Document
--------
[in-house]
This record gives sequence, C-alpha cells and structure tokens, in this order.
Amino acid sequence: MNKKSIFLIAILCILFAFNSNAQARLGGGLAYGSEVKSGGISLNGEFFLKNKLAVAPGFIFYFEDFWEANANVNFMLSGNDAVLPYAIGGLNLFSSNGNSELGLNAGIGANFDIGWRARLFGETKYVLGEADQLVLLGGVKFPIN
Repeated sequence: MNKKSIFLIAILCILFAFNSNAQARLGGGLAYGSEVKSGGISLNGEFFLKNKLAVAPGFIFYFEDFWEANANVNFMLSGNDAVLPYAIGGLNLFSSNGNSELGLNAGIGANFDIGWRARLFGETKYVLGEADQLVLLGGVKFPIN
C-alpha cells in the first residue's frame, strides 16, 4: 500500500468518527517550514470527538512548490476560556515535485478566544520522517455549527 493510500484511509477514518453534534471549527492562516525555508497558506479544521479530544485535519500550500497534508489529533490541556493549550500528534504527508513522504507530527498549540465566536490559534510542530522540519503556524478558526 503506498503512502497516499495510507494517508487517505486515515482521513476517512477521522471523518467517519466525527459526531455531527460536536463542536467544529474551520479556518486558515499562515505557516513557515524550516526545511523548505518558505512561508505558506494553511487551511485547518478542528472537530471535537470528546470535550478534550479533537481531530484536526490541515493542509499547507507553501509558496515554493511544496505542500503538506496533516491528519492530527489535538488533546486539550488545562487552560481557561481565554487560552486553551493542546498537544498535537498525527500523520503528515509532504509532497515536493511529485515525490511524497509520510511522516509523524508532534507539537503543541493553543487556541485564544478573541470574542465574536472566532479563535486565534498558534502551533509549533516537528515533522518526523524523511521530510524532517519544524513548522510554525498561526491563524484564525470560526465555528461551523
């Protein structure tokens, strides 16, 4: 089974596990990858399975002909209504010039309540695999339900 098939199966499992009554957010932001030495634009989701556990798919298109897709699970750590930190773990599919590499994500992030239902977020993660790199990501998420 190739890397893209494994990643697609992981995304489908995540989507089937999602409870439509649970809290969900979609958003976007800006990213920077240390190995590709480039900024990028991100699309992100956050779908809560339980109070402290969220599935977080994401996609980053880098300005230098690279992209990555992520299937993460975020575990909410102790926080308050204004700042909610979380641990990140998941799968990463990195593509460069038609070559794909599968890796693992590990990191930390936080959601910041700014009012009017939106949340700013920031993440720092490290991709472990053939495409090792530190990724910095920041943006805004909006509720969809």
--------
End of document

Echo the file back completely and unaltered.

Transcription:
[in-house]
This record gives sequence, C-alpha cells and structure tokens, in this order.
Amino acid sequence: MNKKSIFLIAILCILFAFNSNAQARLGGGLAYGSEVKSGGISLNGEFFLKNKLAVAPGFIFYFEDFWEANANVNFMLSGNDAVLPYAIGGLNLFSSNGNSELGLNAGIGANFDIGWRARLFGETKYVLGEADQLVLLGGVKFPIN
Repeated sequence: MNKKSIFLIAILCILFAFNSNAQARLGGGLAYGSEVKSGGISLNGEFFLKNKLAVAPGFIFYFEDFWEANANVNFMLSGNDAVLPYAIGGLNLFSSNGNSELGLNAGIGANFDIGWRARLFGETKYVLGEADQLVLLGGVKFPIN
C-alpha cells in the first residue's frame, strides 16, 4: 500500500468518527517550514470527538512548490476560556515535485478566544520522517455549527 493510500484511509477514518453534534471549527492562516525555508497558506479544521479530544485535519500550500497534508489529533490541556493549550500528534504527508513522504507530527498549540465566536490559534510542530522540519503556524478558526 503506498503512502497516499495510507494517508487517505486515515482521513476517512477521522471523518467517519466525527459526531455531527460536536463542536467544529474551520479556518486558515499562515505557516513557515524550516526545511523548505518558505512561508505558506494553511487551511485547518478542528472537530471535537470528546470535550478534550479533537481531530484536526490541515493542509499547507507553501509558496515554493511544496505542500503538506496533516491528519492530527489535538488533546486539550488545562487552560481557561481565554487560552486553551493542546498537544498535537498525527500523520503528515509532504509532497515536493511529485515525490511524497509520510511522516509523524508532534507539537503543541493553543487556541485564544478573541470574542465574536472566532479563535486565534498558534502551533509549533516537528515533522518526523524523511521530510524532517519544524513548522510554525498561526491563524484564525470560526465555528461551523
């Protein structure tokens, strides 16, 4: 089974596990990858399975002909209504010039309540695999339900 098939199966499992009554957010932001030495634009989701556990798919298109897709699970750590930190773990599919590499994500992030239902977020993660790199990501998420 190739890397893209494994990643697609992981995304489908995540989507089937999602409870439509649970809290969900979609958003976007800006990213920077240390190995590709480039900024990028991100699309992100956050779908809560339980109070402290969220599935977080994401996609980053880098300005230098690279992209990555992520299937993460975020575990909410102790926080308050204004700042909610979380641990990140998941799968990463990195593509460069038609070559794909599968890796693992590990990191930390936080959601910041700014009012009017939106949340700013920031993440720092490290991709472990053939495409090792530190990724910095920041943006805004909006509720969809």